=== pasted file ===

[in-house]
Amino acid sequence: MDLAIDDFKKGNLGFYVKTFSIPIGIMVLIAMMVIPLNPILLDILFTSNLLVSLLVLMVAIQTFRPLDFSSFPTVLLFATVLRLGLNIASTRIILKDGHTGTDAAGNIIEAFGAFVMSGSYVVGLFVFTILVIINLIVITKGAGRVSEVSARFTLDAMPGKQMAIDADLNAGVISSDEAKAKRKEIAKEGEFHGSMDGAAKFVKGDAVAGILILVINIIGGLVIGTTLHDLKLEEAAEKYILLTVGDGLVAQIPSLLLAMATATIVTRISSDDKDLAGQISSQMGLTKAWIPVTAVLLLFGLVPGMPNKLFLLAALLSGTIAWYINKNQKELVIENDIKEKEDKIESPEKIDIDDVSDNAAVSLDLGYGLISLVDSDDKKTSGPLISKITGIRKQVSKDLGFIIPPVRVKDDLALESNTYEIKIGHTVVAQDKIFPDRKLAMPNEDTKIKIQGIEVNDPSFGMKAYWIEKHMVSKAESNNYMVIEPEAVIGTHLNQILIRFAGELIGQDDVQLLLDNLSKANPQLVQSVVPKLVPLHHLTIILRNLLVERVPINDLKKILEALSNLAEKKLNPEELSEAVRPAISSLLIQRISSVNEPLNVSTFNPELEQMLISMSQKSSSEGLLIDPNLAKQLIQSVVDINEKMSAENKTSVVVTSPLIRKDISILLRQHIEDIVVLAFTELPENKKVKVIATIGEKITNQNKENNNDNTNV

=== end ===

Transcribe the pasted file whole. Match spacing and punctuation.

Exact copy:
[in-house]
Amino acid sequence: MDLAIDDFKKGNLGFYVKTFSIPIGIMVLIAMMVIPLNPILLDILFTSNLLVSLLVLMVAIQTFRPLDFSSFPTVLLFATVLRLGLNIASTRIILKDGHTGTDAAGNIIEAFGAFVMSGSYVVGLFVFTILVIINLIVITKGAGRVSEVSARFTLDAMPGKQMAIDADLNAGVISSDEAKAKRKEIAKEGEFHGSMDGAAKFVKGDAVAGILILVINIIGGLVIGTTLHDLKLEEAAEKYILLTVGDGLVAQIPSLLLAMATATIVTRISSDDKDLAGQISSQMGLTKAWIPVTAVLLLFGLVPGMPNKLFLLAALLSGTIAWYINKNQKELVIENDIKEKEDKIESPEKIDIDDVSDNAAVSLDLGYGLISLVDSDDKKTSGPLISKITGIRKQVSKDLGFIIPPVRVKDDLALESNTYEIKIGHTVVAQDKIFPDRKLAMPNEDTKIKIQGIEVNDPSFGMKAYWIEKHMVSKAESNNYMVIEPEAVIGTHLNQILIRFAGELIGQDDVQLLLDNLSKANPQLVQSVVPKLVPLHHLTIILRNLLVERVPINDLKKILEALSNLAEKKLNPEELSEAVRPAISSLLIQRISSVNEPLNVSTFNPELEQMLISMSQKSSSEGLLIDPNLAKQLIQSVVDINEKMSAENKTSVVVTSPLIRKDISILLRQHIEDIVVLAFTELPENKKVKVIATIGEKITNQNKENNNDNTNV